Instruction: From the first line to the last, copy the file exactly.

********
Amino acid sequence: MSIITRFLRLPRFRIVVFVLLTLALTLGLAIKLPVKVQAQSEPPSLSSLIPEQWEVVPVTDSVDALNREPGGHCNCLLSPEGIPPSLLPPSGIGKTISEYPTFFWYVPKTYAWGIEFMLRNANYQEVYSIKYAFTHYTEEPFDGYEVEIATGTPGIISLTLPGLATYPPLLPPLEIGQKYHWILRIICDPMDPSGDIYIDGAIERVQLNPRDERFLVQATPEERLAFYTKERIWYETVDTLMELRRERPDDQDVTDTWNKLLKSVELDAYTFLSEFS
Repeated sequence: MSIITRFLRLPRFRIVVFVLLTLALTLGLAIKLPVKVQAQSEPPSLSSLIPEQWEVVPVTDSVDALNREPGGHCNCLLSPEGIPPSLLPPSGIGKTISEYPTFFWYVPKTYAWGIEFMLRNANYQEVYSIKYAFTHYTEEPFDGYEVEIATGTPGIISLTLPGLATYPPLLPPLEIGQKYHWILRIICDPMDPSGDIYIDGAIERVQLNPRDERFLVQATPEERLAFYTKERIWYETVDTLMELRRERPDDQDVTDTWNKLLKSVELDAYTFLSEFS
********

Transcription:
Amino acid sequence: MSIITRFLRLPRFRIVVFVLLTLALTLGLAIKLPVKVQAQSEPPSLSSLIPEQWEVVPVTDSVDALNREPGGHCNCLLSPEGIPPSLLPPSGIGKTISEYPTFFWYVPKTYAWGIEFMLRNANYQEVYSIKYAFTHYTEEPFDGYEVEIATGTPGIISLTLPGLATYPPLLPPLEIGQKYHWILRIICDPMDPSGDIYIDGAIERVQLNPRDERFLVQATPEERLAFYTKERIWYETVDTLMELRRERPDDQDVTDTWNKLLKSVELDAYTFLSEFS
Repeated sequence: MSIITRFLRLPRFRIVVFVLLTLALTLGLAIKLPVKVQAQSEPPSLSSLIPEQWEVVPVTDSVDALNREPGGHCNCLLSPEGIPPSLLPPSGIGKTISEYPTFFWYVPKTYAWGIEFMLRNANYQEVYSIKYAFTHYTEEPFDGYEVEIATGTPGIISLTLPGLATYPPLLPPLEIGQKYHWILRIICDPMDPSGDIYIDGAIERVQLNPRDERFLVQATPEERLAFYTKERIWYETVDTLMELRRERPDDQDVTDTWNKLLKSVELDAYTFLSEFS